The Education Of The Women Of America

Essay by EssaySwap ContributorCollege, Undergraduate February 2008

download word file, 11 pages 0.0

Downloaded 76 times

Since the colonization of America feminists have been fighting the ongoing battle for equality in the school system. From education in the home, to dame schools, to the coeducation of colleges, women have struggled for centuries to receive a formal education. Even today, women are given all the liberties in the school system that men are, but there are many issues concerning gender bias in the education system of America?s schools.

In the 17th century Colonial America, women had no access to a public education. Girls were educated primarily at home by private teachers or parents until the establishment of dame schools. Dame schools consisted of a group of girls that came together every day for lessons in reading and writing. These lessons most often took place in the kitchen of someone?s home. The boys of this time attended Master?s schools. Every town in early America with more than one hundred residents was required by law to resurrect a Master?s school for boys.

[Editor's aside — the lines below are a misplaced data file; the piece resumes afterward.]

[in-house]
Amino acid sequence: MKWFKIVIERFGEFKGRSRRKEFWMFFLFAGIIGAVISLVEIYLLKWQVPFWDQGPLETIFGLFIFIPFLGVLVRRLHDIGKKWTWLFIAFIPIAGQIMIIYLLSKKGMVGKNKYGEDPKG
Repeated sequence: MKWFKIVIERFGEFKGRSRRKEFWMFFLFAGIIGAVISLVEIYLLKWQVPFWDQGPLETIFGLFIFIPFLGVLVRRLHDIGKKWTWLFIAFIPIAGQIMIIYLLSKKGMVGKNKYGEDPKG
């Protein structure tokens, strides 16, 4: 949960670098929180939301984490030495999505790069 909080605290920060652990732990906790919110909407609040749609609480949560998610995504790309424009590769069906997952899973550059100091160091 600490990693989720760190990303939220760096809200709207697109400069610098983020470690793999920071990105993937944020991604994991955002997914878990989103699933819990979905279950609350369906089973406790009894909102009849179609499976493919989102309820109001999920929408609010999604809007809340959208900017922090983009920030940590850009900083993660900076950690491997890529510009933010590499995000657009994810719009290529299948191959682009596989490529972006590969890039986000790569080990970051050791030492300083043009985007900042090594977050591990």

Occasionally a few lucky girls would be allowed to attend the Master?s school when there was room, usually during the summer months.

The remainder of the 17th century and most of the 18th century saw little advancement for women in education. It was not until the 19th century that America saw the establishment of women?s colleges. The eastern males colleges still provided a far superior quality of education. Early feminists knew that separate education for women would be drastically inferior to that of men; therefore they pursued the insistence that women and men be educated together. Coeducation appealed to the leaders of the early women?s movement not simply on academic grounds but on sexual grounds as well. They believed that the segregation of men and women led to an excessive preoccupation with sex. They saw joint education...